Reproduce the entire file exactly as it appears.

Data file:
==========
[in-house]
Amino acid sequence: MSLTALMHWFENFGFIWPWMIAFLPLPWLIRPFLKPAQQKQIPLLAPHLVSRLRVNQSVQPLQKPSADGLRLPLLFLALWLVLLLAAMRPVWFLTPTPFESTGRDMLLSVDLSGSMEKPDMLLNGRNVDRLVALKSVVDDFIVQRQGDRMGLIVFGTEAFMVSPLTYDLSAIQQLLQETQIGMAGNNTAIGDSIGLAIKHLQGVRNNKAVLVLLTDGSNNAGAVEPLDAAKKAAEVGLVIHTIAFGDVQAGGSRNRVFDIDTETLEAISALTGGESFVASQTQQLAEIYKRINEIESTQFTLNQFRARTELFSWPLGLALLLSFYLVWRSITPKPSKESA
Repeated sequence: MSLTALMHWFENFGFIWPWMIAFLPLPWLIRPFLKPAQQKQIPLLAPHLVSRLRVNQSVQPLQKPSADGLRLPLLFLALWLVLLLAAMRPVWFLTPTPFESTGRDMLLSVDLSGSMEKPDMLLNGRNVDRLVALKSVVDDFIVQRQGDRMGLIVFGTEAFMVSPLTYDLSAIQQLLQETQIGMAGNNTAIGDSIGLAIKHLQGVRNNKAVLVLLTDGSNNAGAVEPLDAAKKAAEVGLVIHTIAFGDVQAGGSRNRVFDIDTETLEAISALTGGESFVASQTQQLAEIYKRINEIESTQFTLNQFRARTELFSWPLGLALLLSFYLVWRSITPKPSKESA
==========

[in-house]
Amino acid sequence: MSLTALMHWFENFGFIWPWMIAFLPLPWLIRPFLKPAQQKQIPLLAPHLVSRLRVNQSVQPLQKPSADGLRLPLLFLALWLVLLLAAMRPVWFLTPTPFESTGRDMLLSVDLSGSMEKPDMLLNGRNVDRLVALKSVVDDFIVQRQGDRMGLIVFGTEAFMVSPLTYDLSAIQQLLQETQIGMAGNNTAIGDSIGLAIKHLQGVRNNKAVLVLLTDGSNNAGAVEPLDAAKKAAEVGLVIHTIAFGDVQAGGSRNRVFDIDTETLEAISALTGGESFVASQTQQLAEIYKRINEIESTQFTLNQFRARTELFSWPLGLALLLSFYLVWRSITPKPSKESA
Repeated sequence: MSLTALMHWFENFGFIWPWMIAFLPLPWLIRPFLKPAQQKQIPLLAPHLVSRLRVNQSVQPLQKPSADGLRLPLLFLALWLVLLLAAMRPVWFLTPTPFESTGRDMLLSVDLSGSMEKPDMLLNGRNVDRLVALKSVVDDFIVQRQGDRMGLIVFGTEAFMVSPLTYDLSAIQQLLQETQIGMAGNNTAIGDSIGLAIKHLQGVRNNKAVLVLLTDGSNNAGAVEPLDAAKKAAEVGLVIHTIAFGDVQAGGSRNRVFDIDTETLEAISALTGGESFVASQTQQLAEIYKRINEIESTQFTLNQFRARTELFSWPLGLALLLSFYLVWRSITPKPSKESA